Encyclopedia of Jewish
Communities in Romania, Volume 2
(Căpreşti, Moldova)

47°45' / 28°28'

Translation of “Capresht” chapter from
Pinkas Hakehillot Romania

Published by Yad Vashem

Published in Jerusalem, 1980


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to put this material on the JewishGen web site.

This is a translation from: Pinkas Hakehillot: Encyclopedia of Jewish Communities, Romania, Volume II,
pages 399-400, published by Yad Vashem, Jerusalem, 1980

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[Pages 399-400]


Translated by Ala Gamulka

In Romanian it was called Capreshti and also in Russian - a Jewish agricultural settlement in the Soroka District.
It was founded in 1853 on leased land near the Reut River and east of a Romanian village with the same name.

Jewish Population

Year Numbers Total
% of
1851 211   100
1897 866 1,022 86.4
1930 1,815 1,998 90.8


During the first few years after the establishment of the settlement the Jews were mainly farmers, but towards the end of the century most of the residents earned their living through trade and agriculture. Only 36 families out of 135 worked 118 Disiatin of land. Eventually the land was owned by the settlement.


Between the Two Wars

Relations with the local Romanian population were quite good during the Russian regime. When Bessarabia was annexed by Romania organized incitement against the Jews began. It was directed by the Communist party. The Jews also suffered from various steps taken by the local authorities. The agrarian reform introduced by the Romanian authorities after WWI brought about the division of land among farmers. In some places in Bessarabia Jews were included. However, this brought the Jews much injustice and suffering. The lands of the settlement were given, illegally, to the residents of the Romanian village and the Jews were given land further away. All this was due to the anti-Semitic attitude of the committee in charge of the distribution of land, as ordered by the agrarian reform.

The Jewish press announced in December 1927 that there were Communist agents who traveled in the area and incited the Christian population against the Jews. They wished to cleanse the state of “Jewish parasites”.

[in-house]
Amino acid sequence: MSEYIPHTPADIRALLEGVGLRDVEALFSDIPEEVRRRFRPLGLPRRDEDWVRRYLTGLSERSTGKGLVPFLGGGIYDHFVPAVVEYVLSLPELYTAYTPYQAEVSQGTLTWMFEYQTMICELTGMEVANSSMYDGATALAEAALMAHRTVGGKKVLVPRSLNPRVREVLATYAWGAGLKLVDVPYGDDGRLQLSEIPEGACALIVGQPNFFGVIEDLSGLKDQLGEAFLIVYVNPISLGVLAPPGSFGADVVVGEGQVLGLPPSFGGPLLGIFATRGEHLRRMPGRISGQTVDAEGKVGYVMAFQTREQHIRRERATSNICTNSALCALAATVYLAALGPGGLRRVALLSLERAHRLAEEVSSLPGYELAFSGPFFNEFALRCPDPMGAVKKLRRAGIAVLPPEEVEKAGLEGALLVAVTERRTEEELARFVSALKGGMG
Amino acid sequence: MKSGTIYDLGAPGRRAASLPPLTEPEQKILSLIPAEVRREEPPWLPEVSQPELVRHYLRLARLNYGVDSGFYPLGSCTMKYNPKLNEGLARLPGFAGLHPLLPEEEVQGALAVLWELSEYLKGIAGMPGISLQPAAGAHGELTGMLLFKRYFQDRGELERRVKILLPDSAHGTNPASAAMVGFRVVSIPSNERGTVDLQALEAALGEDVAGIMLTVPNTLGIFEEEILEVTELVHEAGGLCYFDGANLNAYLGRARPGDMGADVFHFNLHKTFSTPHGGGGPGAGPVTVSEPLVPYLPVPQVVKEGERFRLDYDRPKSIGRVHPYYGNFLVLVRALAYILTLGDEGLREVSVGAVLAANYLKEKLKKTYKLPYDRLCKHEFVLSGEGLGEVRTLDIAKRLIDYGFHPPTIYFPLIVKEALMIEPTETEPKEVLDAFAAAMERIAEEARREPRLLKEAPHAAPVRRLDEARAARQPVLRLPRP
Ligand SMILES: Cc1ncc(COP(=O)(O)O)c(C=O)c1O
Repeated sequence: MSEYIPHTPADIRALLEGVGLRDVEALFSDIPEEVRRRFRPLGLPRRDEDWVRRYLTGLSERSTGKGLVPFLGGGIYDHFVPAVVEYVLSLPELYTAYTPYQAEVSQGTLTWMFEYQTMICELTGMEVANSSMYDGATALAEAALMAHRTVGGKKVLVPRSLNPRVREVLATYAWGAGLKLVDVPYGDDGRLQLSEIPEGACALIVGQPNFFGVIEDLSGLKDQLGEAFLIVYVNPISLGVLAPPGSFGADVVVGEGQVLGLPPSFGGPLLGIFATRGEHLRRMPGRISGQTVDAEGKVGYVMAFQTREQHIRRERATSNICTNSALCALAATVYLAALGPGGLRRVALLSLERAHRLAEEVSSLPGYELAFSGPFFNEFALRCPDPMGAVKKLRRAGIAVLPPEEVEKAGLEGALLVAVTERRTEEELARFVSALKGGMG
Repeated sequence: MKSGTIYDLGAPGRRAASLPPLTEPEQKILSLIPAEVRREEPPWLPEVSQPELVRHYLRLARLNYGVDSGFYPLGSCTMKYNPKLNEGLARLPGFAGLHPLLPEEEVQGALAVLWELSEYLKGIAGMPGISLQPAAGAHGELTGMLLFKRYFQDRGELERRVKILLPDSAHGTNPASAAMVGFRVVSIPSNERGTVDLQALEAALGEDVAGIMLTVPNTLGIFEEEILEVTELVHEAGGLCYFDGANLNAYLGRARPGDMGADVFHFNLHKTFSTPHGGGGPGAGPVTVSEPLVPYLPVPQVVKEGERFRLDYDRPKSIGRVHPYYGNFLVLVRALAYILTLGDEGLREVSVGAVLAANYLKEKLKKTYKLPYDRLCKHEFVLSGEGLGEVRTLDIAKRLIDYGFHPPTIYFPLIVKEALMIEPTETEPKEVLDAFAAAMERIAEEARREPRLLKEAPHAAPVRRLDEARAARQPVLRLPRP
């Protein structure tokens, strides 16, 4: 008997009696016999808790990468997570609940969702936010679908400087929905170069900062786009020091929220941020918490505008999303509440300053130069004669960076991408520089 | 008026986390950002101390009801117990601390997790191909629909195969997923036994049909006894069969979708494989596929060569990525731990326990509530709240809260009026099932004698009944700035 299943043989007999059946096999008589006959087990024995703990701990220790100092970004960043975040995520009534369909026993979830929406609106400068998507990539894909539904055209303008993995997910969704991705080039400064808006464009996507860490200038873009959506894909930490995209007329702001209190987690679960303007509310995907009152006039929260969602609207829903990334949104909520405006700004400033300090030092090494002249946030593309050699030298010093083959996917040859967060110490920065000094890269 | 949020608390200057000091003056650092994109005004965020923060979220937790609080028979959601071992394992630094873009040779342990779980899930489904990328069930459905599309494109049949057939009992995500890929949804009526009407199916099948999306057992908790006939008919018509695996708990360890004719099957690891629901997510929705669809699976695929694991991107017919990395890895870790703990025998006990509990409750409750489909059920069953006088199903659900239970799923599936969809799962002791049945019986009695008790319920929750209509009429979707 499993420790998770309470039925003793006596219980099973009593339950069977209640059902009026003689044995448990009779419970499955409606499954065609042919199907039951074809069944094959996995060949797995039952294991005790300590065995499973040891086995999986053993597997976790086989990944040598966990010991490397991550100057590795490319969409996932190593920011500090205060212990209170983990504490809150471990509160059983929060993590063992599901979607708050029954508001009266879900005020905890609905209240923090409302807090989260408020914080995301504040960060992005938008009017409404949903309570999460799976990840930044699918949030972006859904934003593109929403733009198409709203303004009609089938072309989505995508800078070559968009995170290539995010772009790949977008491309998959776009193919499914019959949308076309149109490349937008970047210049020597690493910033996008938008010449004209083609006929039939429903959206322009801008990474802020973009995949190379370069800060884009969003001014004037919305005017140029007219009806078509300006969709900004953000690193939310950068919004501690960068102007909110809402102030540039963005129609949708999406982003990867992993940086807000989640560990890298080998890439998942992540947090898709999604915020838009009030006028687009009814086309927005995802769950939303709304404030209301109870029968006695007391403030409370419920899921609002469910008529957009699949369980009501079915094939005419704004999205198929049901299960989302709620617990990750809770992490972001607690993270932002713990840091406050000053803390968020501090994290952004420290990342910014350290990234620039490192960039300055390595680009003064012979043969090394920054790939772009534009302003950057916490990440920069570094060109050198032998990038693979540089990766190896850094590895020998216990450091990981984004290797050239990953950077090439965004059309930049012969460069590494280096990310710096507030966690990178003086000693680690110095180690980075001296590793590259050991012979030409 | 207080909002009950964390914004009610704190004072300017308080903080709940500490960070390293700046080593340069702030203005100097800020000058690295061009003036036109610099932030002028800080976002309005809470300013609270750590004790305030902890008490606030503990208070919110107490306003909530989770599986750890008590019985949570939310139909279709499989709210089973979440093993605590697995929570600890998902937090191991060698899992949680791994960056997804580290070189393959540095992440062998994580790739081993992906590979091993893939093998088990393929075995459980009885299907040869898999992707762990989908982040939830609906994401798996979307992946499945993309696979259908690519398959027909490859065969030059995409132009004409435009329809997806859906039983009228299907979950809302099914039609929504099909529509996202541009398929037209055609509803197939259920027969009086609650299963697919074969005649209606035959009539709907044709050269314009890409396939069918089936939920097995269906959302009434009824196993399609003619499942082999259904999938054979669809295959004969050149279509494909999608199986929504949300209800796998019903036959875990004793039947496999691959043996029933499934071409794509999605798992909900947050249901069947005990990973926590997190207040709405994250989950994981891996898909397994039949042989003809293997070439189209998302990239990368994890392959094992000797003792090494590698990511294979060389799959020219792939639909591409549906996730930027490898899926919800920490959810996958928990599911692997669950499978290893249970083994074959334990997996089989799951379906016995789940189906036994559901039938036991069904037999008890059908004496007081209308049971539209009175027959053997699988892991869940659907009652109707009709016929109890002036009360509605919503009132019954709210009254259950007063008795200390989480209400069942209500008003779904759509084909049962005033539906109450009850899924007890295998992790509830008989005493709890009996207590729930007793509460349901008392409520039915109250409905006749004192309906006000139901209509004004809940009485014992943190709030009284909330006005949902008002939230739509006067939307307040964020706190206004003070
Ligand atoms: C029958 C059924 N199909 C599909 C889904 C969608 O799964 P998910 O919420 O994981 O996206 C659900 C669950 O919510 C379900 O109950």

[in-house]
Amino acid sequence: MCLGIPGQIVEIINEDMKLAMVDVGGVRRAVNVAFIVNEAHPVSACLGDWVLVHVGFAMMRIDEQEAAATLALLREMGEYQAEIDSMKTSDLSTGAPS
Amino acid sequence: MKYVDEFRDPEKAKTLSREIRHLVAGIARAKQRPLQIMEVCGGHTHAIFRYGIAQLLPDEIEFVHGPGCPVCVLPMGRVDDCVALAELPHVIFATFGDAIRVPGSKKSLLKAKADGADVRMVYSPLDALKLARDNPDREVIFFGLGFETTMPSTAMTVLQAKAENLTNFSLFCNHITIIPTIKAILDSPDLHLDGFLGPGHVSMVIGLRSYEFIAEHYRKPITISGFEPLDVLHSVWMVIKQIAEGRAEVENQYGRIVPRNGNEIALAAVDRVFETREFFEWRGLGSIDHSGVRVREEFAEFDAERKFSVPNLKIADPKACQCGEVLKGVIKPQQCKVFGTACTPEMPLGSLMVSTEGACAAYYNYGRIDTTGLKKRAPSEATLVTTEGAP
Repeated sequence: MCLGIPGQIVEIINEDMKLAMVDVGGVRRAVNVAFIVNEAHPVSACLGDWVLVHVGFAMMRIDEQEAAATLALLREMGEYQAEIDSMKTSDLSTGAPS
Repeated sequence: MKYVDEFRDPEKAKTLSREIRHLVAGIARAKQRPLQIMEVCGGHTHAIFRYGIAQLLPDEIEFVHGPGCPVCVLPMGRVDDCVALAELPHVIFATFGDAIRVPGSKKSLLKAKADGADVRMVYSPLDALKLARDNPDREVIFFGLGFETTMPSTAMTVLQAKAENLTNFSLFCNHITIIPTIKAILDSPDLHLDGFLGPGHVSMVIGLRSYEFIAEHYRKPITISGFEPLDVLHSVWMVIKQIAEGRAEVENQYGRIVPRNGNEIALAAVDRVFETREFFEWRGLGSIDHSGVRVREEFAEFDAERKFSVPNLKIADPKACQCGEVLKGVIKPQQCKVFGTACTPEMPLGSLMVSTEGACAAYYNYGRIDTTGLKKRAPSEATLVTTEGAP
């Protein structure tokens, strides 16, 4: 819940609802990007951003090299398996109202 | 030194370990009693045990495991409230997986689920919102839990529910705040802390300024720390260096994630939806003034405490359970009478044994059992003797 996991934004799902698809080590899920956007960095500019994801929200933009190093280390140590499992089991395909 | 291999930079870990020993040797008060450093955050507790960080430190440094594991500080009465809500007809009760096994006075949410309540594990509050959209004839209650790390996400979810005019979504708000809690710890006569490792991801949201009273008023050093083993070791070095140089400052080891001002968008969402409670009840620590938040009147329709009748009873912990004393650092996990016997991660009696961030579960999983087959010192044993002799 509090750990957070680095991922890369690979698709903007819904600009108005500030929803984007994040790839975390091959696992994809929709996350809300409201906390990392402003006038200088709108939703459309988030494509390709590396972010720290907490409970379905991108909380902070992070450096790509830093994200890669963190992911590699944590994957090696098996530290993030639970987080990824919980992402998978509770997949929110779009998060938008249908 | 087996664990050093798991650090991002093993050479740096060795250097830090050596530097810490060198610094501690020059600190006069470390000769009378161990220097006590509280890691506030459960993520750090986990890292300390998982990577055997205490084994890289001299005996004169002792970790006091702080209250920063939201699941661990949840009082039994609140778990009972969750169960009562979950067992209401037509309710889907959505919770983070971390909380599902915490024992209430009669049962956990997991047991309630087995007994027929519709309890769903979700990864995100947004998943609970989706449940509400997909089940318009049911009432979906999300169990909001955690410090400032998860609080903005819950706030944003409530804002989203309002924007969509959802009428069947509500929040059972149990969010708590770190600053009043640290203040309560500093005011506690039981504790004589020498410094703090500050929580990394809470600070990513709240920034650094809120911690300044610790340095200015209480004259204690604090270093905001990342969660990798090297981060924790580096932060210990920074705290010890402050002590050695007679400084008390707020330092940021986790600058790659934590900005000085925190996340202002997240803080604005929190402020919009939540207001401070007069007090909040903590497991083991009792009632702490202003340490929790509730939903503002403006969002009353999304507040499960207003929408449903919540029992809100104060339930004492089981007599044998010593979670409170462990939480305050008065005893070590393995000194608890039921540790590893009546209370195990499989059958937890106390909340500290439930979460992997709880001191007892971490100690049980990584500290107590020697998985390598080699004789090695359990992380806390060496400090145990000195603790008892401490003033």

In April 1930 representatives of the Koza party came from Beltz and incited the farmers in the weekly market in Capresht. They called on them to hit the Jews. Several Jews were badly beaten and some stores were broken into and robbed. The authorities did not intervene. Landau, the Jewish member of the Romanian parliament, sent an inquiry to the Ministry of the Interior and wanted to find out what was done to the instigators. However, he never received an answer.

The Jewish settlement of Capresht was occasionally featured in newspaper headlines because of the anti-Semitic incidents there. In February 1932 there was a national Romanian celebration in the school. Since most of the residents were Jewish, many Jewish children participated.

The Member of Parliament and head of the anti-Semitic party, A.K. Koza, accused the principal of the school of allowing a Zionist celebration too close to the national Romanian holiday of February 24.

Even the Minister of Education at the time, the historian and intellectual Nikolai Yurga, reacted and said he opposed “celebrations” in school auditoriums and that he would do something about it.


The Community and its Institutions

The community was organized only after WWI. Capresht had a homogeneous Jewish population and a vibrant Jewish life. As in every Jewish village there was no lack of disputes about matters that now seem not so important, but they riveted many of the residents.

The community had all the usual institutions such as Help for the Poor, Help for the Sick, a small hotel, “Talmud Torah”, Hevra Kaddisha. The Gmilut Hasadim was the most important public institution in the settlement. In 1929 it was used to help about 1000 needy people in Capresht and the nearby villages. This fact proves the number of poor was quite high. The winter of that year brought about a huge economic breakdown. There was also a Savings and Loan Fund in Capresht.

The educational institutions were relatively numerous: Tarbut school which had a library and its own reading room and was used for many literary evenings. The library had books in Yiddish and in Hebrew. Another reading room was opened in July 1929 on the premises of the Savings and Loan Fund. For a while there was a drama group in Capresht. There was also a public library in addition to the Tarbut library. In August 1929 Dr. Yohanan Kapliuchek established Mizpe for children 8-15 years old. In total 150 children were organized into groups headed by counselors.

In 1934 the community split and a modern group “new democratic”- was established. It was headed by Dr. Sh. Goldenberg. The new community reorganized itself with all its institutions. The community was enlarged with the addition of Jewish families who lived in villages nearby. There was thus more income from taxes.

In Capresht there were several Zionist groups such as Gordonya (140 members in 1933), Poalei Zion organized in 1929 and its youth wing established in 1937. These groups, as well as Hashomer Hatzair, organized many cultural activities in addition to bringing youth and adults as members.

It is unknown how many synagogues existed, but in 1897 there were two.

Most of the Jews were exterminated, but there is no data known.


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